Pollsters: Blacks, Hispanics helped Bush

President Bush owes his reelection to increased support from the Hispanic and African-American communities, a pair of top pollsters said yesterday.

At a breakfast sponsored by The Hill and Toyota, Celinda Lake and Ed Goeas of George Washington University’s Battleground Poll attributed Bush’s 51-to-48-percent victory to support from minorities as well as from married, female and religious voters.
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“It will be very hard [for Democrats] to trump social issues without a more aggressive economic message,” Celinda Lake of the Battleground Poll said yesterday.

Bush’s support among Hispanic voters rose from 35 percent in 2000 to 44 percent this year, while he won 11 percent of the African-American vote last week. Goeas said that the surge among Hispanics and African-Americans for Bush accounted for 2.5 percentage points of his 3.2 percent margin over Kerry.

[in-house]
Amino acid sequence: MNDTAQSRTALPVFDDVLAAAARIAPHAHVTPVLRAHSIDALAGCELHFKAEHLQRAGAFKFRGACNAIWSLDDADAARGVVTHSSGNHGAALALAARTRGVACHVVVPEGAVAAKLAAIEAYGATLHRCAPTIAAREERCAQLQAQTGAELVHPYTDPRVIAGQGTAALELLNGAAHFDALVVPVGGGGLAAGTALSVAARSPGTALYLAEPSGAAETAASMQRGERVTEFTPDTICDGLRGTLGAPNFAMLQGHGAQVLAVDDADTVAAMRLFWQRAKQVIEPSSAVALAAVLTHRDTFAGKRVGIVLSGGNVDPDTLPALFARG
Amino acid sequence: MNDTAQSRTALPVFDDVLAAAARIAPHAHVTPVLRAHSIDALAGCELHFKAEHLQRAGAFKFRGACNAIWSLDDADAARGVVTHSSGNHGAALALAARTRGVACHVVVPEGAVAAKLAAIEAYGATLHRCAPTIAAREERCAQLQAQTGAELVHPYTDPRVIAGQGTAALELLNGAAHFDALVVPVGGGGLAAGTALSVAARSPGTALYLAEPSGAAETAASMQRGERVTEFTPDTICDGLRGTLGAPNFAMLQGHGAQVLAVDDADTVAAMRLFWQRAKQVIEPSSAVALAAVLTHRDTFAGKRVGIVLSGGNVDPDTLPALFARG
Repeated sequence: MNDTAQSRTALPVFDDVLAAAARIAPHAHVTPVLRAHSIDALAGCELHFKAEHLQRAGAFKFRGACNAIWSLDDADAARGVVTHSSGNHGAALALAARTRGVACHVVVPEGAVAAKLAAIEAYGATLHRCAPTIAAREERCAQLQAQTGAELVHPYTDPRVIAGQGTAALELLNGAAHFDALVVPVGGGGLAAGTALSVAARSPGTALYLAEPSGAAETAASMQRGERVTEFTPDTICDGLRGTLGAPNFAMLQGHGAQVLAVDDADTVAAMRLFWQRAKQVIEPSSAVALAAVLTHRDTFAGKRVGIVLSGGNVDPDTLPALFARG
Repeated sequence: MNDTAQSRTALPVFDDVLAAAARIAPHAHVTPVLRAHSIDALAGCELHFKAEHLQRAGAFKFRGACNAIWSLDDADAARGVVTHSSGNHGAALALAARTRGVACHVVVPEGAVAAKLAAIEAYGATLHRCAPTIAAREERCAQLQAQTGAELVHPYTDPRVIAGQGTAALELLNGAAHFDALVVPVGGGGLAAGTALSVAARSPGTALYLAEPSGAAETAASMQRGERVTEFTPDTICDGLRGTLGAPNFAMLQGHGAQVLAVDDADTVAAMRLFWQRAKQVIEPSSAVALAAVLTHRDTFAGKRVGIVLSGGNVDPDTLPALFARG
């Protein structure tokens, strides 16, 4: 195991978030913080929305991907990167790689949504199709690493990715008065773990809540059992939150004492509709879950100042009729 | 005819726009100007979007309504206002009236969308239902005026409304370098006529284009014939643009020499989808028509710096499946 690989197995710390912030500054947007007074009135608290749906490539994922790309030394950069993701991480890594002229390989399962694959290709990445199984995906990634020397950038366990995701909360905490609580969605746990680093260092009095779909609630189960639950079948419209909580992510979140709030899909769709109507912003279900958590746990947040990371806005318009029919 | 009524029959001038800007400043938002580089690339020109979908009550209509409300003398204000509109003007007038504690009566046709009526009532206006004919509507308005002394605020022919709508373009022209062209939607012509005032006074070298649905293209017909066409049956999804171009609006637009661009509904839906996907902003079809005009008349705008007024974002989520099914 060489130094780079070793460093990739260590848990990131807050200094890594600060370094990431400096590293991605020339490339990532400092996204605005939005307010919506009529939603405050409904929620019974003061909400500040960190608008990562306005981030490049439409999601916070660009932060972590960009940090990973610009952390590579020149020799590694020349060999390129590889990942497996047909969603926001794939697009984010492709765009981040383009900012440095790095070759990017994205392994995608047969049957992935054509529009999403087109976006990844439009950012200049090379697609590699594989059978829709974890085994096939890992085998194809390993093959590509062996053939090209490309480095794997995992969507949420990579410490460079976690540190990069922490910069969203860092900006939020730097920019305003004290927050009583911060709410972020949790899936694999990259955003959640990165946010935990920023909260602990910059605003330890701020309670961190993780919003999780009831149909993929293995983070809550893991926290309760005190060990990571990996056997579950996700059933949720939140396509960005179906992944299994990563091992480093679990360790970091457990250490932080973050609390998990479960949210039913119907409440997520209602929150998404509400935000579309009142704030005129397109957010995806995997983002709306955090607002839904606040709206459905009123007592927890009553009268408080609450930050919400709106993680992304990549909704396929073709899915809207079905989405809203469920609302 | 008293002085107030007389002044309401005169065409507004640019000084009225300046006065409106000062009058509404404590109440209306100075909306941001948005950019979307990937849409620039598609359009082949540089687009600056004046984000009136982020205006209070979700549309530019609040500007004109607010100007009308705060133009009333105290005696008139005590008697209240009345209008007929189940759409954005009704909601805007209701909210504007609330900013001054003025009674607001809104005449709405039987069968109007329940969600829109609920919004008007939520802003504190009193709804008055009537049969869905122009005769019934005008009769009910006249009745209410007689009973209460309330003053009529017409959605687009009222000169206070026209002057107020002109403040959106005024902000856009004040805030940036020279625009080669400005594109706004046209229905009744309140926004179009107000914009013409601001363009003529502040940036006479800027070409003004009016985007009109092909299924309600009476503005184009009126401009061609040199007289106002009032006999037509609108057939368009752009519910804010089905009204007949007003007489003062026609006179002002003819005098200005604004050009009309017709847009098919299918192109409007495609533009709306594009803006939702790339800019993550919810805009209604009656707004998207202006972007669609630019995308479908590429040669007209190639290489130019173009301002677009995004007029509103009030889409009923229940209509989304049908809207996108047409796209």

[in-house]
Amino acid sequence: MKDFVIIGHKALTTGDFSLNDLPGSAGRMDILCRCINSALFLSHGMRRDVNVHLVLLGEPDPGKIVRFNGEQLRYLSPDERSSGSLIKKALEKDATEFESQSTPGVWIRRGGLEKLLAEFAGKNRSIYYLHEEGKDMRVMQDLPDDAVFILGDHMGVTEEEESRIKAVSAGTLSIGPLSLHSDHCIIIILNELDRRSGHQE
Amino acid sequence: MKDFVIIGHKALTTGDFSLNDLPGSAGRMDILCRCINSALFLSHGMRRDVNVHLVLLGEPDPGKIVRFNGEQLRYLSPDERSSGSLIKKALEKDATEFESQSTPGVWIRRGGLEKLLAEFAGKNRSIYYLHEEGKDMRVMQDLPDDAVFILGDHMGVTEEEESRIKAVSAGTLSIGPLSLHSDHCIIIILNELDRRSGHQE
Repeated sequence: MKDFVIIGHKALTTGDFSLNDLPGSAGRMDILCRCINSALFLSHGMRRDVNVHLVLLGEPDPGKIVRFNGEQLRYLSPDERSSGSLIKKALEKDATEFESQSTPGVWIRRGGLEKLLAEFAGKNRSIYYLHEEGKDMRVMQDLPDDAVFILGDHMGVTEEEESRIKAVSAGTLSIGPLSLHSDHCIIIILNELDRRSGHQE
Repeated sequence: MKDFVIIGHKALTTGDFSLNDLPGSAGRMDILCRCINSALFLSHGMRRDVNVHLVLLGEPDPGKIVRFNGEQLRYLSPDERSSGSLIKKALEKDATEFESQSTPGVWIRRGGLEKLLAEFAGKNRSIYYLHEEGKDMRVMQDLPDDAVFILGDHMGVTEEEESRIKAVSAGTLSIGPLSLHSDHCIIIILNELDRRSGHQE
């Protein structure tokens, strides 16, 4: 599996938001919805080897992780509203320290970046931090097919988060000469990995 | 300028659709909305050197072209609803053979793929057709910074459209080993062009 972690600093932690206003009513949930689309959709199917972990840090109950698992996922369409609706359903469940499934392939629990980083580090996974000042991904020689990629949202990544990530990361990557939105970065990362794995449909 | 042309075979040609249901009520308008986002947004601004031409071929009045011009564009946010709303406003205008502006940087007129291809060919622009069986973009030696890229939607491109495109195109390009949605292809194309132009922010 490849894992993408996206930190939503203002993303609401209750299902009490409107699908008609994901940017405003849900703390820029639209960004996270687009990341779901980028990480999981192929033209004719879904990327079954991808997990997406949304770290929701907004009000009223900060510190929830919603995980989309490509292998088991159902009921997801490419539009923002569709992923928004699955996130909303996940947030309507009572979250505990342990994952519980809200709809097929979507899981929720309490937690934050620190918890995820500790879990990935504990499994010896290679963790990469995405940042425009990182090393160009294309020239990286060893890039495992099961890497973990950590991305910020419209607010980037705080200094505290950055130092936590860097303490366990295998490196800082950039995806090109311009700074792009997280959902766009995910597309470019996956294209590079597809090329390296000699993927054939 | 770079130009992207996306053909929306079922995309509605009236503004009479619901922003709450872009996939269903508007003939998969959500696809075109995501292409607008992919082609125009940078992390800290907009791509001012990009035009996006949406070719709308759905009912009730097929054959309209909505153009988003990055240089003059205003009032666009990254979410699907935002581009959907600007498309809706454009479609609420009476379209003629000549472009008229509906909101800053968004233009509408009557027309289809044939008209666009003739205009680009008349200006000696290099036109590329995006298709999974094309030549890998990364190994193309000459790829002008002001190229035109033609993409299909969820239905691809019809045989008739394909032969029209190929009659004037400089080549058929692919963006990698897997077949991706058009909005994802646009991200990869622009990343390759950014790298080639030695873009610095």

Outgoing Republican National Committee Chairman Ed Gillespie last week boldly predicted Republicans would win 30 percent of the African-American vote in 2008.

The gender, marriage and religious gaps were all prominent this year. Bush had an 11-point lead over Kerry among male voters, while Kerry had a three-point lead among female voters. Security concerns were a major factor for women across the country, Lake said, noting that women in Sioux City, Iowa, and Florida were concerned that their family members could be victims of a terrorist attack.

Lake said the terrorist attacks on a school in southern Russia in September helped fuel terrorism fears among women across the country.

Bush enjoyed a 15-point lead among married voters, while single voters favored Kerry by 18 points. Voters who go to church weekly supported Bush by 22 points. Bush had a one-point lead among those who attend church once a month, but secular voters chose Kerry by 14 points. White Christian conservatives were “extremely intense and extremely loyal to the president,” Goeas said.